Yesterday, about the Chelsea bombing, I heard a TV journalist say - and it seemed to roll off his tongue:
"They haven't determined terroristic motives"
"Terroristic motives". I stumbled on the phrase.
On this blog we've been discussing the wordplay being used by journalists, officials and even us and our fellow New Yorkers - the dilemma, to use or not use the term "terrorism".
"Terroristic motives" seems to be another painfully tortured effort by a speaker to find his way in this new linguistic maze.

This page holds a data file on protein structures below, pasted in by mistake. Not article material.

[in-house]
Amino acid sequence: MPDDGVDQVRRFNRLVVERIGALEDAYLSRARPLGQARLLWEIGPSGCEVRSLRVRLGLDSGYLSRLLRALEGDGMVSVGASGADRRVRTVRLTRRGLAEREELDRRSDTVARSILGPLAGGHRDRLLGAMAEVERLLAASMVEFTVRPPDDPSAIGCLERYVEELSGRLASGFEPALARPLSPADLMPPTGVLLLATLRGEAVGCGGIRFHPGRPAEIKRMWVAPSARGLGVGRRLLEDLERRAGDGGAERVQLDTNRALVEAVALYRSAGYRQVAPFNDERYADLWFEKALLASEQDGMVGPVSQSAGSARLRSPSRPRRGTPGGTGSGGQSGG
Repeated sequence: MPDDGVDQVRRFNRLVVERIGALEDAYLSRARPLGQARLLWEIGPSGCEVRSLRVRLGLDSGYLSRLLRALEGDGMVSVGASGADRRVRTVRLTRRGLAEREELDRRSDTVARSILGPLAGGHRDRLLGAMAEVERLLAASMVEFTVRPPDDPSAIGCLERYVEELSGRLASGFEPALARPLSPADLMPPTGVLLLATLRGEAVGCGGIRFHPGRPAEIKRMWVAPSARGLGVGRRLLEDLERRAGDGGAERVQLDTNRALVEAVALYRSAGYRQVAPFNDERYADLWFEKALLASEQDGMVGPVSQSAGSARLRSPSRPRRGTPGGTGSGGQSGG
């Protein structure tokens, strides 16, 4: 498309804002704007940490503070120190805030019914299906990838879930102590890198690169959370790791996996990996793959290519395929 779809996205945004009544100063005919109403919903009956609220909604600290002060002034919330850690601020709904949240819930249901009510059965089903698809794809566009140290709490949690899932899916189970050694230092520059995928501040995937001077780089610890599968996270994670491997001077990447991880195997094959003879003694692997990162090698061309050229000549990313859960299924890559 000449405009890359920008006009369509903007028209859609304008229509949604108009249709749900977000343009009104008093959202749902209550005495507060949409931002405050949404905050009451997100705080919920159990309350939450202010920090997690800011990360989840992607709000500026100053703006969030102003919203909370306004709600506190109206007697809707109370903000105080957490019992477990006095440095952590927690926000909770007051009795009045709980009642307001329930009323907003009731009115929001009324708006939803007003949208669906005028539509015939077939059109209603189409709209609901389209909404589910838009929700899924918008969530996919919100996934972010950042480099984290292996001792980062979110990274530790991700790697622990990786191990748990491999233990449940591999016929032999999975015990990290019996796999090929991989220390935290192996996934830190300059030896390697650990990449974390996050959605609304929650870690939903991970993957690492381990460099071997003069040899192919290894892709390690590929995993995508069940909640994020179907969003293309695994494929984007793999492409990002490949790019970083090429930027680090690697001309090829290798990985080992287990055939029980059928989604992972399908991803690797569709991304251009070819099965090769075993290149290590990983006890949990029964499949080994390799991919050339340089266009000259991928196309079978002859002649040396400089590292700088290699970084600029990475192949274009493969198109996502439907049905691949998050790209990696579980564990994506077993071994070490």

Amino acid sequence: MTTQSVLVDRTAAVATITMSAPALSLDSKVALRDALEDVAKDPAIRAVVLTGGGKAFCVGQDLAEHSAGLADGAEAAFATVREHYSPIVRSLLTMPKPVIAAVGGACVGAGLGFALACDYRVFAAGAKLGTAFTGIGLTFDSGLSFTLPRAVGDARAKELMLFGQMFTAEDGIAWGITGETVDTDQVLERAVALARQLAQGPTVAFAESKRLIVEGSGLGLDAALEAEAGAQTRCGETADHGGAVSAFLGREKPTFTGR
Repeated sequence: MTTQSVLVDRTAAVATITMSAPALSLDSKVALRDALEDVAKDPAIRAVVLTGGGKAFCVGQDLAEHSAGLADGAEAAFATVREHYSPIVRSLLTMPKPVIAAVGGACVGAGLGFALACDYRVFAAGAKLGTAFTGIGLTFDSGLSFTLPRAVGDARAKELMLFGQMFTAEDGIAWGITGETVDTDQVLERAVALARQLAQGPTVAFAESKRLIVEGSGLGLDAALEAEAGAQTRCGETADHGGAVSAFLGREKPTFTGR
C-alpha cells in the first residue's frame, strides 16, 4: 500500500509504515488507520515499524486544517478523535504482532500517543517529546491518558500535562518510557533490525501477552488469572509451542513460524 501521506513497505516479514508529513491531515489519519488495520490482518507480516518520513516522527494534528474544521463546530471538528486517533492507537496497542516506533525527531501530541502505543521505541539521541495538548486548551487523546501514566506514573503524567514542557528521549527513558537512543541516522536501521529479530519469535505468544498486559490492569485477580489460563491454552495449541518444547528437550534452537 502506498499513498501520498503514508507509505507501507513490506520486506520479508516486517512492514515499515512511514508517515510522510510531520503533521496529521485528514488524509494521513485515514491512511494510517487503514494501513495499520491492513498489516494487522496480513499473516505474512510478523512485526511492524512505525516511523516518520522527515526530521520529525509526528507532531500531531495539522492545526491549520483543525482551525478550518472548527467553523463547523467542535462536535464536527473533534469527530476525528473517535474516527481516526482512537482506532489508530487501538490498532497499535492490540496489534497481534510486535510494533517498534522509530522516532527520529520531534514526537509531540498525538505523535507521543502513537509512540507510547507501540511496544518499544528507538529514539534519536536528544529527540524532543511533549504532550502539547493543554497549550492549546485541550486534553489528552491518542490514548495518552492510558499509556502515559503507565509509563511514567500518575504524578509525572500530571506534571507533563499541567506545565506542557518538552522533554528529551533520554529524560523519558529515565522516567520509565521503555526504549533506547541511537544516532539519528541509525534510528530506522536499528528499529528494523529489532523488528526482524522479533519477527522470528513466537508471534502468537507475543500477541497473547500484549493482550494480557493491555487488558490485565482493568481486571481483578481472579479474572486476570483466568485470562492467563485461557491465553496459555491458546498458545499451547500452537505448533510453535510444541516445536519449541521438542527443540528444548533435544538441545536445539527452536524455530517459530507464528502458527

I'm wondering if the word "terrorism" falls into any of our iconic categories - "commie" "pinko" or "bolshie" ; or "grasshopper", "wetback" or "taco jockey" or "yid" , "kike" "mick" or "guido"
History reports we spewed these terms without even so much as a stutter.
But now there’s this old act (terrorism) embedded in a more complex world and we seem to be tongue tied.
Perhaps we’ll devise an endless list of of “ ______-inspired terrorisms” to talk about terrorism.
Linguistic ingenuity is ours. But what will this get us. Refine our talk about terrorism, or take us further from talking about it?